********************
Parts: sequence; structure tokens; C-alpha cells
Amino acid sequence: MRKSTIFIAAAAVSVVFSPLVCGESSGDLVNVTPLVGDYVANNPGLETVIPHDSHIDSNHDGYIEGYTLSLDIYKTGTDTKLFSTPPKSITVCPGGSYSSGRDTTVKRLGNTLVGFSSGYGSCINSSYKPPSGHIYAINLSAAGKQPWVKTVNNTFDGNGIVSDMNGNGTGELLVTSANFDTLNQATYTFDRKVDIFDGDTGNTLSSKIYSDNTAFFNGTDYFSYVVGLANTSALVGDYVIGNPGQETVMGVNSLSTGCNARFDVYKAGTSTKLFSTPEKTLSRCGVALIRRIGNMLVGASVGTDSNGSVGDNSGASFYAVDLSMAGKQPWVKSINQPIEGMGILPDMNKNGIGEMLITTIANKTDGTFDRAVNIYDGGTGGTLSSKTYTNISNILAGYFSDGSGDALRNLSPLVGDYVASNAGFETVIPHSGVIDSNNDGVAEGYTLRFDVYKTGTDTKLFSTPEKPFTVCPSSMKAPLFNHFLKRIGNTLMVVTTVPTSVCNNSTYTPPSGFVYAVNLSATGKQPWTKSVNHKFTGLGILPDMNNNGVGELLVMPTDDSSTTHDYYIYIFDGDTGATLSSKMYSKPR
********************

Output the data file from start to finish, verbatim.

Parts: sequence; structure tokens; C-alpha cells
Amino acid sequence: MRKSTIFIAAAAVSVVFSPLVCGESSGDLVNVTPLVGDYVANNPGLETVIPHDSHIDSNHDGYIEGYTLSLDIYKTGTDTKLFSTPPKSITVCPGGSYSSGRDTTVKRLGNTLVGFSSGYGSCINSSYKPPSGHIYAINLSAAGKQPWVKTVNNTFDGNGIVSDMNGNGTGELLVTSANFDTLNQATYTFDRKVDIFDGDTGNTLSSKIYSDNTAFFNGTDYFSYVVGLANTSALVGDYVIGNPGQETVMGVNSLSTGCNARFDVYKAGTSTKLFSTPEKTLSRCGVALIRRIGNMLVGASVGTDSNGSVGDNSGASFYAVDLSMAGKQPWVKSINQPIEGMGILPDMNKNGIGEMLITTIANKTDGTFDRAVNIYDGGTGGTLSSKTYTNISNILAGYFSDGSGDALRNLSPLVGDYVASNAGFETVIPHSGVIDSNNDGVAEGYTLRFDVYKTGTDTKLFSTPEKPFTVCPSSMKAPLFNHFLKRIGNTLMVVTTVPTSVCNNSTYTPPSGFVYAVNLSATGKQPWTKSVNHKFTGLGILPDMNNNGVGELLVMPTDDSSTTHDYYIYIFDGDTGATLSSKMYSKPR